Tuesday March 16th
Today we set out on a 47 day adventure which will take us around the country and to many new places. The van is clean and organized, my voice is clear up to the highest register, my heart is light and ready to go. I take my mini yellow highlighter and draw a line across “Max’s Place” on the tour agenda (which is three pages long), aware of all the black and white lines below it – days waiting to be lived. We haven’t come up with a name for the tour yet.
Friday, March 19th
Predictably, Terre Haute’s St. Patty’s Day celebration at The Verve was off the hook. Six shots and 2 sakes later I was sucking down water to save my life. Yesterday was sheer recovery for all of us.
Kind people have been giving me gifts – an Irish man in Bloomington gave me a copper bracelet, twisted into a Celtic knot. A girl named Plaire gave me a turquoise and coral bracelet she made to break, with a wishbone charm on it, telling me that the luck begins once the bracelet breaks. A girl who has been bulimic for 13 years poured her heart out to me, letting me know that our music has taught her how to dance. Another man posted a Facebook comment about the music setting him free. All these gifts sustain me – the kindness of so many strangers fills me with joy.
Saturday, March 20th
Last night was a real victory show – so much love and enthusiasm – so many mouths singing along! It was a free show, but The Mousetrap in Indianapolis was at full capacity.
Part of the victory is that I managed the Indiana smoke of the first three nights’ shows without losing my voice. (well, I did lose a few notes at the top, but the rest are solid!) Reverend Peyton gave me the best advice a little while ago for touring with healthy vocals (and he does even more shows than we do each year!) He told me to always warm up the high register, to cut out drinking alcohol, and to do the neti pot daily. Staying sober and hydrated keeps me above the smoky drunken mess. Staying focused and connected to God through my prayer book (The Divine Hours) keeps my heart smooth and peaceful, and reminds me to ask for help instead of complaining about the little (and huge) problems that come up on the road.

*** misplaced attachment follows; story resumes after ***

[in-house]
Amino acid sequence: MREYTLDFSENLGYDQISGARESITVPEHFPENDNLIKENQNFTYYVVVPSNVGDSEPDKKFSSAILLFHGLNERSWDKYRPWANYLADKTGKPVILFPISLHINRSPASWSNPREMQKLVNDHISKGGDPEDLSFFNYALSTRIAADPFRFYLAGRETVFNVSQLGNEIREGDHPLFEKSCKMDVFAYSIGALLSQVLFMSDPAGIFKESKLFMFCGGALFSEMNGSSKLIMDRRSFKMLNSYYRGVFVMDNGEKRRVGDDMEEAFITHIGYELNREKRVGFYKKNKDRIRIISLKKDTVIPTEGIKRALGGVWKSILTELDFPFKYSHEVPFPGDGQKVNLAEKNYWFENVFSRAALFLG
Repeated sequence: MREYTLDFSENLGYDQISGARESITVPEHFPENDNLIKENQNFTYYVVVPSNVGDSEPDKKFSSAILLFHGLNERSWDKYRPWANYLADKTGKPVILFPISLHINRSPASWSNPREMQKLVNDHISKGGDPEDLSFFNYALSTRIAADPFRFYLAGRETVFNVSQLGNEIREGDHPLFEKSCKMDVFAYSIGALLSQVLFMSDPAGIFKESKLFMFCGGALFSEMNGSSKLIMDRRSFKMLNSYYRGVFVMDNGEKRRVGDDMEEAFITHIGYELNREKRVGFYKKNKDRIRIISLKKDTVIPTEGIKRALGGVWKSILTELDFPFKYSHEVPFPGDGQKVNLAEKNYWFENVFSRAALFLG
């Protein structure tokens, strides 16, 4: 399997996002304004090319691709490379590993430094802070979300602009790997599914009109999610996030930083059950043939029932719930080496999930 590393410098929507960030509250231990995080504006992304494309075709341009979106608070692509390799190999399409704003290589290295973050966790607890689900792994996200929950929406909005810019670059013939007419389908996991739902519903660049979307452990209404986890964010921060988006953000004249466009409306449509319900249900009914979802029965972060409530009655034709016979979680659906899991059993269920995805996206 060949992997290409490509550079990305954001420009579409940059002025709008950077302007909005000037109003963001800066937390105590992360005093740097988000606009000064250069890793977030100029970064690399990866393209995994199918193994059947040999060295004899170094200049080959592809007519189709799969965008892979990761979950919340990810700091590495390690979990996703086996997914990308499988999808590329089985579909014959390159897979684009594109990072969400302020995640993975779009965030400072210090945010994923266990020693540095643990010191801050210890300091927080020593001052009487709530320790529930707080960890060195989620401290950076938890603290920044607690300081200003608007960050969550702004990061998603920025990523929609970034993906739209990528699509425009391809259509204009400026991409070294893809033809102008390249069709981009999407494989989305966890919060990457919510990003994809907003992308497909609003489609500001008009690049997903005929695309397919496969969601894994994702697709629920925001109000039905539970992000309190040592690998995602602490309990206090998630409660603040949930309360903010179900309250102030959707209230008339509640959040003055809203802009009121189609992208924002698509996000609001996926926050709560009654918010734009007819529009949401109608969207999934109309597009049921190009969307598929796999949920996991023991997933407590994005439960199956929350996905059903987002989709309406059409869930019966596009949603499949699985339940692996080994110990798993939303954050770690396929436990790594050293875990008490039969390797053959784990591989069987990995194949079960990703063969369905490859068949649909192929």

My longtime friend Angie gave me a sinew necklace braided with a Petoskey stone and three tan beads. I gave her an e-clip (hair clips I make out of feathers, faux flowers and buttons) which looked like it belonged in her long curly brown hair. I didn’t know it at the time, but I know now that I made that one for her. Our friend Shotwell let us stay at his house with his sweet puppy pit bull and his girl Ally taught me how to hoola-hoop at 4 in the morning.
Monday, March 22nd
It’s the Spring Equinox, everything is in balance here in Kansas and we made it successfully to our first day off! The sun is having its way with the last stubborn patches of snow. Flocks of birds fly high above the potholes.